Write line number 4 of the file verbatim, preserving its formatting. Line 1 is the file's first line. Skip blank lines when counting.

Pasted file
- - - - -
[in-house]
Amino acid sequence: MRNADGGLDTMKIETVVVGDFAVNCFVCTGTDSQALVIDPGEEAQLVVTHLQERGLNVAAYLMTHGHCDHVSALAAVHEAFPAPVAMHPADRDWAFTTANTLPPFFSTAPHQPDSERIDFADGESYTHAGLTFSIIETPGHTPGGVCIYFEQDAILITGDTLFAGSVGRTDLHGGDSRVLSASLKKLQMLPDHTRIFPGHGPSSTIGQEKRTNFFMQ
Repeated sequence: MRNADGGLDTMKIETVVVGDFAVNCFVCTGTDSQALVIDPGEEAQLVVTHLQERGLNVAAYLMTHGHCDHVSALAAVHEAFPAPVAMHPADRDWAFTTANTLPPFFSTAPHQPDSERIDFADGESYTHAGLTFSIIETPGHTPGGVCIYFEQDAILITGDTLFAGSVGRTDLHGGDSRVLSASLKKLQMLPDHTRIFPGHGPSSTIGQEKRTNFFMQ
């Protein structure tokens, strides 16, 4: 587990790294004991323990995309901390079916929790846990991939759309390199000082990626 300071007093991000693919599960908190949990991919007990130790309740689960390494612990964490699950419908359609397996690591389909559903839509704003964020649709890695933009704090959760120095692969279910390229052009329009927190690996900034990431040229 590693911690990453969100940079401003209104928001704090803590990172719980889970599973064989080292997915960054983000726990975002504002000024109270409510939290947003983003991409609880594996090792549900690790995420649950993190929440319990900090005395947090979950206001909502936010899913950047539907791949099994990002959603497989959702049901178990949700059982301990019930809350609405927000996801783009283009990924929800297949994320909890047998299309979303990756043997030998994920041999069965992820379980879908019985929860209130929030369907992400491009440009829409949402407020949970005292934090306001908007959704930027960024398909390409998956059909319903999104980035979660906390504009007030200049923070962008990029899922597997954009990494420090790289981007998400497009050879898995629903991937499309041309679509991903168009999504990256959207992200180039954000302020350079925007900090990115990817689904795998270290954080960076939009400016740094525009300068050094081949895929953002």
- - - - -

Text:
């Protein structure tokens, strides 16, 4: 587990790294004991323990995309901390079916929790846990991939759309390199000082990626 300071007093991000693919599960908190949990991919007990130790309740689960390494612990964490699950419908359609397996690591389909559903839509704003964020649709890695933009704090959760120095692969279910390229052009329009927190690996900034990431040229 590693911690990453969100940079401003209104928001704090803590990172719980889970599973064989080292997915960054983000726990975002504002000024109270409510939290947003983003991409609880594996090792549900690790995420649950993190929440319990900090005395947090979950206001909502936010899913950047539907791949099994990002959603497989959702049901178990949700059982301990019930809350609405927000996801783009283009990924929800297949994320909890047998299309979303990756043997030998994920041999069965992820379980879908019985929860209130929030369907992400491009440009829409949402407020949970005292934090306001908007959704930027960024398909390409998956059909319903999104980035979660906390504009007030200049923070962008990029899922597997954009990494420090790289981007998400497009050879898995629903991937499309041309679509991903168009999504990256959207992200180039954000302020350079925007900090990115990817689904795998270290954080960076939009400016740094525009300068050094081949895929953002």